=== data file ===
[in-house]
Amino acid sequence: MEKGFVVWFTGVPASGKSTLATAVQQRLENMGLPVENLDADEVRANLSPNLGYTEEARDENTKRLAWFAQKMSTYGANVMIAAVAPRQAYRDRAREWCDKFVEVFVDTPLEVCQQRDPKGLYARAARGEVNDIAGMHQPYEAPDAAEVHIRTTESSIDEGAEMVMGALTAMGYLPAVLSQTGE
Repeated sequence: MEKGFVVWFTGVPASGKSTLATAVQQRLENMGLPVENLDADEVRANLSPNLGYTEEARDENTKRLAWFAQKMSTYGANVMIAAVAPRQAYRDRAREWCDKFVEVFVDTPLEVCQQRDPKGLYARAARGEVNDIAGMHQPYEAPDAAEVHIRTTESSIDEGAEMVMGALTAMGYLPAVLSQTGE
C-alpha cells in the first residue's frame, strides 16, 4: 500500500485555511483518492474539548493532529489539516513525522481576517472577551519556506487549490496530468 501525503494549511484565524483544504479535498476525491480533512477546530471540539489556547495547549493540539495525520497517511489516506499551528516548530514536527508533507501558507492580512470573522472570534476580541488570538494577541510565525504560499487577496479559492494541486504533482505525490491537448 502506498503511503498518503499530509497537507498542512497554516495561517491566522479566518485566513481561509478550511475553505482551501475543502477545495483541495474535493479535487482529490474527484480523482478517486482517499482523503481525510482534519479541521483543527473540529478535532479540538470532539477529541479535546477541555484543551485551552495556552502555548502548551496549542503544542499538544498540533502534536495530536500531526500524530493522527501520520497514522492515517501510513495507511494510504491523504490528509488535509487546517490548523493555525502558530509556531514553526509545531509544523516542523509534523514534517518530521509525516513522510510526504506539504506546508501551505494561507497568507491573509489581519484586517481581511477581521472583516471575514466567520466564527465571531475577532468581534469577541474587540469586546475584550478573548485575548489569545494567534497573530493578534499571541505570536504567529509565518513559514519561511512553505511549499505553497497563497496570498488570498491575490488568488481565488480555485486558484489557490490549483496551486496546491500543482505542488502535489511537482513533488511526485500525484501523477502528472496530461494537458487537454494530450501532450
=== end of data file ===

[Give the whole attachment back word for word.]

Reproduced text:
[in-house]
Amino acid sequence: MEKGFVVWFTGVPASGKSTLATAVQQRLENMGLPVENLDADEVRANLSPNLGYTEEARDENTKRLAWFAQKMSTYGANVMIAAVAPRQAYRDRAREWCDKFVEVFVDTPLEVCQQRDPKGLYARAARGEVNDIAGMHQPYEAPDAAEVHIRTTESSIDEGAEMVMGALTAMGYLPAVLSQTGE
Repeated sequence: MEKGFVVWFTGVPASGKSTLATAVQQRLENMGLPVENLDADEVRANLSPNLGYTEEARDENTKRLAWFAQKMSTYGANVMIAAVAPRQAYRDRAREWCDKFVEVFVDTPLEVCQQRDPKGLYARAARGEVNDIAGMHQPYEAPDAAEVHIRTTESSIDEGAEMVMGALTAMGYLPAVLSQTGE
C-alpha cells in the first residue's frame, strides 16, 4: 500500500485555511483518492474539548493532529489539516513525522481576517472577551519556506487549490496530468 501525503494549511484565524483544504479535498476525491480533512477546530471540539489556547495547549493540539495525520497517511489516506499551528516548530514536527508533507501558507492580512470573522472570534476580541488570538494577541510565525504560499487577496479559492494541486504533482505525490491537448 502506498503511503498518503499530509497537507498542512497554516495561517491566522479566518485566513481561509478550511475553505482551501475543502477545495483541495474535493479535487482529490474527484480523482478517486482517499482523503481525510482534519479541521483543527473540529478535532479540538470532539477529541479535546477541555484543551485551552495556552502555548502548551496549542503544542499538544498540533502534536495530536500531526500524530493522527501520520497514522492515517501510513495507511494510504491523504490528509488535509487546517490548523493555525502558530509556531514553526509545531509544523516542523509534523514534517518530521509525516513522510510526504506539504506546508501551505494561507497568507491573509489581519484586517481581511477581521472583516471575514466567520466564527465571531475577532468581534469577541474587540469586546475584550478573548485575548489569545494567534497573530493578534499571541505570536504567529509565518513559514519561511512553505511549499505553497497563497496570498488570498491575490488568488481565488480555485486558484489557490490549483496551486496546491500543482505542488502535489511537482513533488511526485500525484501523477502528472496530461494537458487537454494530450501532450